HAPPY BIRTHDAY: JAMES DEAN WOULD BE 80 ON FEBRUARY 8, 2011
February 5, 2011 | Source: Monroe Gallery of Photography
Richard C. Miller: James Dean during the making of "Giant"
James Byron Dean (February 8, 1931 – September 30, 1955)
"I, James Byron Dean, was born February 8, 1931, Marion, Indiana. My parents, Winton Dean and Mildred Dean, formerly Mildred Wilson, and myself existed in the state of Indiana until I was six years of age. Dad's work with the government caused a change, so Dad as a dental mechanic was transferred to California. There we lived, until the fourth year. Mom became ill and passed out of my life at the age of nine. I never knew the reason for Mom's death, in fact it still preys on my mind. I had always lived such a talented life. I studied violin, played in concerts, tap-danced on theatre stages but most of all I like art, to mold and create things with my hands. I came back to Indiana to live with my uncle. I lost the dancing and violin, but not the art. I think my life will be devoted to art and dramatics. And there are so many different fields of art it would be hard to foul-up, and if I did, there are so many different things to do -- farm, sports, science, geology, coaching, teaching music. I got it and I know if I better myself that there will be no match. A fellow must have confidence. When living in California my young eyes experienced many things. It was also my luck to make three visiting trips to Indiana, going and coming a different route each time. I have been in almost every state west of Indiana. I remember all. My hobby, or what I do in my spare time, is motorcycle. I know a lot about them mechanically and I love to ride. I have been in a few races and have done well. I own a small cycle myself. When I'm not doing that, I'm usually engaged in athletics, the heartbeat of every American boy. As one strives to make a goal in a game, there should be a goal in this crazy world for all of us. I hope I know where mine is, anyway, I'm after it. I don't mind telling you, Mr. Dubois, this is the hardest subject to write about considering the information one knows of himself, I ever attempted."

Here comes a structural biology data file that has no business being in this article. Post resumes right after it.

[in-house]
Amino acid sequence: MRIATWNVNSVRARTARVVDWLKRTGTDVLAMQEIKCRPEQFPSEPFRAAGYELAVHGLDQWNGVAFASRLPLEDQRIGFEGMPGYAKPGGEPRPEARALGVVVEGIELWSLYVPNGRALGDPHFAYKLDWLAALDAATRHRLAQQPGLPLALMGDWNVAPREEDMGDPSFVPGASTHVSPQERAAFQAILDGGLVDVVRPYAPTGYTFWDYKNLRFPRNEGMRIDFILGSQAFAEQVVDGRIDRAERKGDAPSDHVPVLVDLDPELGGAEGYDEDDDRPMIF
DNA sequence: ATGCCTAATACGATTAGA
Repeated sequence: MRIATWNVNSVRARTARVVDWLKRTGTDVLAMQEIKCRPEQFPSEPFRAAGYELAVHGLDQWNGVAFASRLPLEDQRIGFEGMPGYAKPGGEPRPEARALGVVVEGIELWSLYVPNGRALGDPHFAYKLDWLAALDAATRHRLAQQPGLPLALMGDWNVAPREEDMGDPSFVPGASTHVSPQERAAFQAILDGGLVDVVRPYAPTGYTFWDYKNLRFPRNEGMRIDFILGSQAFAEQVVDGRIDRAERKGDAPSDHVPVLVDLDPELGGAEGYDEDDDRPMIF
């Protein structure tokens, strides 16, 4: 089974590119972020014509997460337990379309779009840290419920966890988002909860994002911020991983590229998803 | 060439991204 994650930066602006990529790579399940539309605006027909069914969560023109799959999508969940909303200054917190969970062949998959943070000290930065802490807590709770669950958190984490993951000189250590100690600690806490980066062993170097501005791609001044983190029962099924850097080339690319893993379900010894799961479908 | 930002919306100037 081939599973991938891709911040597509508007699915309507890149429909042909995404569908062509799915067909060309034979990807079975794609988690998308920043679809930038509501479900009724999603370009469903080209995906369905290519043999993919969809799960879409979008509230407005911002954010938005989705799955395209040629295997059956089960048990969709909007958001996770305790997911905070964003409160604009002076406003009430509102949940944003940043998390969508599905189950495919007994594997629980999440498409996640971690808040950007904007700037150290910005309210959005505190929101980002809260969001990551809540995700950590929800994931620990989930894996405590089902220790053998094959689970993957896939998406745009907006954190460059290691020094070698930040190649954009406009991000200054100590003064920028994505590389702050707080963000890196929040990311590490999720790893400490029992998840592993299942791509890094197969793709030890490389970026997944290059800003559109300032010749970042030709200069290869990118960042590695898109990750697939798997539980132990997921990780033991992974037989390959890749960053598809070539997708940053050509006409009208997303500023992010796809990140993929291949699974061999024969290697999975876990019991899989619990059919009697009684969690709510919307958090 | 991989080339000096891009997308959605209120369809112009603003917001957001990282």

"My Case Study" to Roland Dubois,
Fairmount High School Principal, 1948
James Dean had one of the most spectacularly brief careers of any screen star. In just more than a year, and in only three films, Dean became a widely admired screen personality, a personification of the restless American youth of the mid-50's, and an embodiment of the title of one of his film "Rebel Without A Cause." En route to compete in a race in Salinas, James Dean was killed in a highway accident on September 30, 1955. James Dean was nominated for two Academy Awards, for his performances in "East of Eden" and "Giant." Although he only made three films, they were made in just over one year's time. Joe Hyams, in the James Dean biography "Little Boy Lost," sums up his career:
--"..There is no simple explanation for why he has come to mean so much to so many people today. Perhaps it is because, in his acting, he had the intuitive talent for expressing the hopes and fears that are a part of all young people... In some movie magic way, he managed to dramatize brilliantly the questions every young person in every generation must resolve."
Text Source: The Official Site of James Dean
All photographs © Richard C. Miller Trust